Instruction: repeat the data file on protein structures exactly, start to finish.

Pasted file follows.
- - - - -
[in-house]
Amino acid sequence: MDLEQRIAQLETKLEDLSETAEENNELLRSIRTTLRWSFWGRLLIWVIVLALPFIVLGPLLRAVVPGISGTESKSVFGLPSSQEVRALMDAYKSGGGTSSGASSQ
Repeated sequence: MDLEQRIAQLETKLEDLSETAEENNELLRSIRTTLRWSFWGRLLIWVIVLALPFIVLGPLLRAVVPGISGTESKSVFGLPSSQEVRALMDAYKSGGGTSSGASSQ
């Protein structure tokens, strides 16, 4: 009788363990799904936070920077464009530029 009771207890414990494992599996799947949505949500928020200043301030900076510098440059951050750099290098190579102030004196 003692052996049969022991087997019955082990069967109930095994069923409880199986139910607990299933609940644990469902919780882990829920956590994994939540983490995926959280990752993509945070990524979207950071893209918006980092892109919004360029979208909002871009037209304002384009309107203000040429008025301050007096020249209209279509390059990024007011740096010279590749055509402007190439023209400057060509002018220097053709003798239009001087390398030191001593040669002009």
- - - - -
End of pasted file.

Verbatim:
[in-house]
Amino acid sequence: MDLEQRIAQLETKLEDLSETAEENNELLRSIRTTLRWSFWGRLLIWVIVLALPFIVLGPLLRAVVPGISGTESKSVFGLPSSQEVRALMDAYKSGGGTSSGASSQ
Repeated sequence: MDLEQRIAQLETKLEDLSETAEENNELLRSIRTTLRWSFWGRLLIWVIVLALPFIVLGPLLRAVVPGISGTESKSVFGLPSSQEVRALMDAYKSGGGTSSGASSQ
């Protein structure tokens, strides 16, 4: 009788363990799904936070920077464009530029 009771207890414990494992599996799947949505949500928020200043301030900076510098440059951050750099290098190579102030004196 003692052996049969022991087997019955082990069967109930095994069923409880199986139910607990299933609940644990469902919780882990829920956590994994939540983490995926959280990752993509945070990524979207950071893209918006980092892109919004360029979208909002871009037209304002384009309107203000040429008025301050007096020249209209279509390059990024007011740096010279590749055509402007190439023209400057060509002018220097053709003798239009001087390398030191001593040669002009």